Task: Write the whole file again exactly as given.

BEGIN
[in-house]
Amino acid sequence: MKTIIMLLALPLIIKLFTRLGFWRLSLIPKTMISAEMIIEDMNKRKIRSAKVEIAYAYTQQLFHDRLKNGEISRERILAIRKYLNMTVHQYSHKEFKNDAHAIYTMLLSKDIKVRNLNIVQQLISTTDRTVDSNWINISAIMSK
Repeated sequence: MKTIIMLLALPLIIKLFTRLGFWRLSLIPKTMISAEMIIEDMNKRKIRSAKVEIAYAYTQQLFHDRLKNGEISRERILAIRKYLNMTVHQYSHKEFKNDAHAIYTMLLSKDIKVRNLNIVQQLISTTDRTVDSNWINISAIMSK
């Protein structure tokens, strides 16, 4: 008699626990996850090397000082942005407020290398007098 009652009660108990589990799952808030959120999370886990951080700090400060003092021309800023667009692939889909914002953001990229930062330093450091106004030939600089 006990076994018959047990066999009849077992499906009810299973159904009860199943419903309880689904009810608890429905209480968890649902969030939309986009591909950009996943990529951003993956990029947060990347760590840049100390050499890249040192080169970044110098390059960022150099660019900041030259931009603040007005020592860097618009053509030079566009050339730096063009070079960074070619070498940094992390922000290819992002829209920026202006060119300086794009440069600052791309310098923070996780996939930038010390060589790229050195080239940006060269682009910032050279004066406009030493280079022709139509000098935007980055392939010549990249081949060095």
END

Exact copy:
[in-house]
Amino acid sequence: MKTIIMLLALPLIIKLFTRLGFWRLSLIPKTMISAEMIIEDMNKRKIRSAKVEIAYAYTQQLFHDRLKNGEISRERILAIRKYLNMTVHQYSHKEFKNDAHAIYTMLLSKDIKVRNLNIVQQLISTTDRTVDSNWINISAIMSK
Repeated sequence: MKTIIMLLALPLIIKLFTRLGFWRLSLIPKTMISAEMIIEDMNKRKIRSAKVEIAYAYTQQLFHDRLKNGEISRERILAIRKYLNMTVHQYSHKEFKNDAHAIYTMLLSKDIKVRNLNIVQQLISTTDRTVDSNWINISAIMSK
């Protein structure tokens, strides 16, 4: 008699626990996850090397000082942005407020290398007098 009652009660108990589990799952808030959120999370886990951080700090400060003092021309800023667009692939889909914002953001990229930062330093450091106004030939600089 006990076994018959047990066999009849077992499906009810299973159904009860199943419903309880689904009810608890429905209480968890649902969030939309986009591909950009996943990529951003993956990029947060990347760590840049100390050499890249040192080169970044110098390059960022150099660019900041030259931009603040007005020592860097618009053509030079566009050339730096063009070079960074070619070498940094992390922000290819992002829209920026202006060119300086794009440069600052791309310098923070996780996939930038010390060589790229050195080239940006060269682009910032050279004066406009030493280079022709139509000098935007980055392939010549990249081949060095």